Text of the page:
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Lab gives Harare water thumbs-up

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Lab gives Harare water thumbs-up A woman prepares to drink water from a tap in Budiriro, Harare, last week. The results of a study commissioned by The Herald indicate that the water did not contain coliform, a broad class of bacteria. These include human waste and that of other warm-blooded animals
A woman prepares to drink water from a tap in Budiriro, Harare, last week. The results of a study commissioned by The Herald indicate that the water did not contain coliform, a broad class of bacteria. These include human waste and that of other warm-blooded animals

A woman prepares to drink water from a tap in Budiriro, Harare, last week. The results of a study commissioned by The Herald indicate that the water did not contain coliform, a broad class of bacteria. These include human waste and that of other warm-blooded animals

Innocent Ruwende and Felex Share
Water pumped into homes by the Harare City Council is safe to drink and does not contain any bacteria, an independent test commissioned by The Herald reveals
However, the results of the laboratory analysis appears to have done little to quell the scepticism of city residents, many of whom have switched to drinking bottled and borehole water, or first boiling what the municipality pumps into their taps.
The water samples used for tests carried out by microbiologists Ms Rumbidzai Svosve and Mr Tatenda Magara were taken from Rugare and Braeside.

The results indicated that the water did not contain coliform, a broad class of bacteria. These include human waste and that of other warm-blooded animals. Presence of coliform in drinking water indicates the possible presence of harmful, disease-causing organisms.

“The water samples comply with SAZS 560:1997 microbiological specification requirements on all parameters tested with respect to tests carried out,” read the SAZ findings.

Results of a separate chemical analysis commissioned by The Herald are expected today.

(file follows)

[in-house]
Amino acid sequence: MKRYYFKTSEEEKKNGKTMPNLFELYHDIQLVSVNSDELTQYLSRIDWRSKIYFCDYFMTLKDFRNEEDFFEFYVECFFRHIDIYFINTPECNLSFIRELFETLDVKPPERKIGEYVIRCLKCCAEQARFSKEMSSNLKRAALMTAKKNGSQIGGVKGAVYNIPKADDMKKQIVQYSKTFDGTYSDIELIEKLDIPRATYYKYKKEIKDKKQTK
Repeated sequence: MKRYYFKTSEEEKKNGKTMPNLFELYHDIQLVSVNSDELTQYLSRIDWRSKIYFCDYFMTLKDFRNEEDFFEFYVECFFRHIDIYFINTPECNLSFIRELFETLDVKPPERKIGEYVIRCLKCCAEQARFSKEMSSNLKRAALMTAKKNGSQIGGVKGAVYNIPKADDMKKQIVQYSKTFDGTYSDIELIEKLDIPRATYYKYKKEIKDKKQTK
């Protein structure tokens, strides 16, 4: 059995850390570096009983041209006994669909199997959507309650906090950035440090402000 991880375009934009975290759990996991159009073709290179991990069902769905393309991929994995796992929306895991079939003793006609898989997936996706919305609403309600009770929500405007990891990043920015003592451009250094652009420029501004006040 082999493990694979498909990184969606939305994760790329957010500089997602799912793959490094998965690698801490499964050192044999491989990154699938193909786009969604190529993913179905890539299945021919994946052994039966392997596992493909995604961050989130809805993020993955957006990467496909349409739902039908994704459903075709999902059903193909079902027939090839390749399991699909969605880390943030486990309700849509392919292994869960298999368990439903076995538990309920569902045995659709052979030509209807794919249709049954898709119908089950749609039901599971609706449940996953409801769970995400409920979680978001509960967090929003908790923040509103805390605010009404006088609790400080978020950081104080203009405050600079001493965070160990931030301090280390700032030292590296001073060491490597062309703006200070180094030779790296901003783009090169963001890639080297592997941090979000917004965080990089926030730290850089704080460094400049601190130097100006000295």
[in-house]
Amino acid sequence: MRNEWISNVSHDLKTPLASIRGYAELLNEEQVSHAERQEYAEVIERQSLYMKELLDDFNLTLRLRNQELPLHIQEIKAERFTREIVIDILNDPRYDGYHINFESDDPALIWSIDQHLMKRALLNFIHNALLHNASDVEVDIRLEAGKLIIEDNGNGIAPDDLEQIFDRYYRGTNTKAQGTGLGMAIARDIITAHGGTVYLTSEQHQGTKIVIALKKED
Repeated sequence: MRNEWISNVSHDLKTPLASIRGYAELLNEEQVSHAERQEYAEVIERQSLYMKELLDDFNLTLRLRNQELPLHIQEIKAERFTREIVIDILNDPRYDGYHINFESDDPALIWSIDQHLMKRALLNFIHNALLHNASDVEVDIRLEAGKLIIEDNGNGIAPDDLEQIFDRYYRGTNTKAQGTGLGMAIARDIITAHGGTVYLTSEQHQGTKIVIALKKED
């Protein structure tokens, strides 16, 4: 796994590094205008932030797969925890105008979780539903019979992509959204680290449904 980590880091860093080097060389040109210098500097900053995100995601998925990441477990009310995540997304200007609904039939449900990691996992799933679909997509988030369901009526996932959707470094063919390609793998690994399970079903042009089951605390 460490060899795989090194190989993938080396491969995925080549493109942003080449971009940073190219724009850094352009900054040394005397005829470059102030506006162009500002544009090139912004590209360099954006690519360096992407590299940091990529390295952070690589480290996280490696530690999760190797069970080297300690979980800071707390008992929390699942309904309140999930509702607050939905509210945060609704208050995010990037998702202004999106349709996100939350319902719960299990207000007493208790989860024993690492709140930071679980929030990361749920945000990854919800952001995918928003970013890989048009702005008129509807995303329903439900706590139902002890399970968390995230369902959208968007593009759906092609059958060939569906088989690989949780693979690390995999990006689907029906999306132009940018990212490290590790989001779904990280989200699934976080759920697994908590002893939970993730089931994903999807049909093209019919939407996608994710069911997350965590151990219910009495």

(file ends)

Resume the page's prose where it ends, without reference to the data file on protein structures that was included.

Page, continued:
Health expert Mr Itai Rusike said there was need for further tests by other private laboratories for comparison purposes.

“Water is said to be safe if it meets the World Health Organisation guidelines. Harare City Council officials should not sit on their laurels because SAZ said their water is safe for drinking because most residents do not have water anyway,” he said.

Another expert who preferred anonymity said Harare water remained a threat to humans.
“Ask yourself why many people have resorted to borehole water. It is because of the smell and dirty particles that come out with the water.

“Of course, another reason could be that pipes spend a lot of time with no water and when it is finally pumped it becomes dirty yet at the source it is dispatched from it is potable.”

The expert said some of the diarrhoeal diseases being experienced in the city were a result of borehole water and drinking from unprotected sources.
“Not all borehole water is safe for drinking as some of them are contaminated. Residents must ensure that the water sources are tested and analysed first before the water is used for domestic purposes to avoid contracting diseases,” the expert said.

Harare Residents Trust director Mr Precious Shumba contested the SAZ results.
“Authorities should not try to convince citizens that water with brown and black particles is harmless when their eyes can tell it is dirty,” he said.

“The potability should never be doubted by consumers because the moment it is, it means more has to be done to make it safe in their eyes.
“The capacity for the City of Harare to pump enough water has to be enhanced and underground pipes have to be replaced and expanded to match the growing population.”

Mr Shumba said dirty water was discouraging residents from paying bills.
However, city spokesperson Mr Leslie Gwindi defended the quality of tap water.

“At no point has our water been substandard. We have a stringent and clear procedure of water sampling, and have a whole laboratory that deals with that and in the chain our water also goes to the Standards Association of Zimbabwe,” he said.

He said the council had laid down procedures for testing water and followed these religiously.
The 2012 National Census Report shows that at least 75 percent of Zimbabweans enjoy access to clean potable water in cities and rural areas, with Harare having 94 percent of its households connected to safe drinking water.

The report revealed that only 21 percent of the households in Zimbabwe were still drawing drinking water from unprotected wells, dams, rivers and streams.

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